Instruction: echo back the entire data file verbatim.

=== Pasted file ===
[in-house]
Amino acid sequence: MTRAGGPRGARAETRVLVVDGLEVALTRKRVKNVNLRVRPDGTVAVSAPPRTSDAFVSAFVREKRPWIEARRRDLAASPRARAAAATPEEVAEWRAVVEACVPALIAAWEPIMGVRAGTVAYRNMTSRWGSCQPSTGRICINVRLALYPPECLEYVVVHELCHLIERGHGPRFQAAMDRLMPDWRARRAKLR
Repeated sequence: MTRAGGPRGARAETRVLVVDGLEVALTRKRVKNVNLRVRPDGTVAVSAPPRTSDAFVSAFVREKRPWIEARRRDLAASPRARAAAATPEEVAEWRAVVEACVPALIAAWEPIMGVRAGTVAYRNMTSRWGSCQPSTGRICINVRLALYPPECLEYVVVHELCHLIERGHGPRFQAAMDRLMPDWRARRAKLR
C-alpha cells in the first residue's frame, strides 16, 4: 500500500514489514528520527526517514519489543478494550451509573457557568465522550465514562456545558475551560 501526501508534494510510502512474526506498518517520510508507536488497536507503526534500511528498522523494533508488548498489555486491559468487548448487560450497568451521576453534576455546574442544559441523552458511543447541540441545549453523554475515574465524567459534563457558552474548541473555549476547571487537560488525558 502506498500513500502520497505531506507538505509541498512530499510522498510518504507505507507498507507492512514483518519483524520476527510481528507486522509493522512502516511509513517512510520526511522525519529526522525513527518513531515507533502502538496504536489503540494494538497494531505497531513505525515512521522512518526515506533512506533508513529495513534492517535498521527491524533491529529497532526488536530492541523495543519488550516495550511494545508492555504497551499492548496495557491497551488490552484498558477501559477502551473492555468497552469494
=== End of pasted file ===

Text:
[in-house]
Amino acid sequence: MTRAGGPRGARAETRVLVVDGLEVALTRKRVKNVNLRVRPDGTVAVSAPPRTSDAFVSAFVREKRPWIEARRRDLAASPRARAAAATPEEVAEWRAVVEACVPALIAAWEPIMGVRAGTVAYRNMTSRWGSCQPSTGRICINVRLALYPPECLEYVVVHELCHLIERGHGPRFQAAMDRLMPDWRARRAKLR
Repeated sequence: MTRAGGPRGARAETRVLVVDGLEVALTRKRVKNVNLRVRPDGTVAVSAPPRTSDAFVSAFVREKRPWIEARRRDLAASPRARAAAATPEEVAEWRAVVEACVPALIAAWEPIMGVRAGTVAYRNMTSRWGSCQPSTGRICINVRLALYPPECLEYVVVHELCHLIERGHGPRFQAAMDRLMPDWRARRAKLR
C-alpha cells in the first residue's frame, strides 16, 4: 500500500514489514528520527526517514519489543478494550451509573457557568465522550465514562456545558475551560 501526501508534494510510502512474526506498518517520510508507536488497536507503526534500511528498522523494533508488548498489555486491559468487548448487560450497568451521576453534576455546574442544559441523552458511543447541540441545549453523554475515574465524567459534563457558552474548541473555549476547571487537560488525558 502506498500513500502520497505531506507538505509541498512530499510522498510518504507505507507498507507492512514483518519483524520476527510481528507486522509493522512502516511509513517512510520526511522525519529526522525513527518513531515507533502502538496504536489503540494494538497494531505497531513505525515512521522512518526515506533512506533508513529495513534492517535498521527491524533491529529497532526488536530492541523495543519488550516495550511494545508492555504497551499492548496495557491497551488490552484498558477501559477502551473492555468497552469494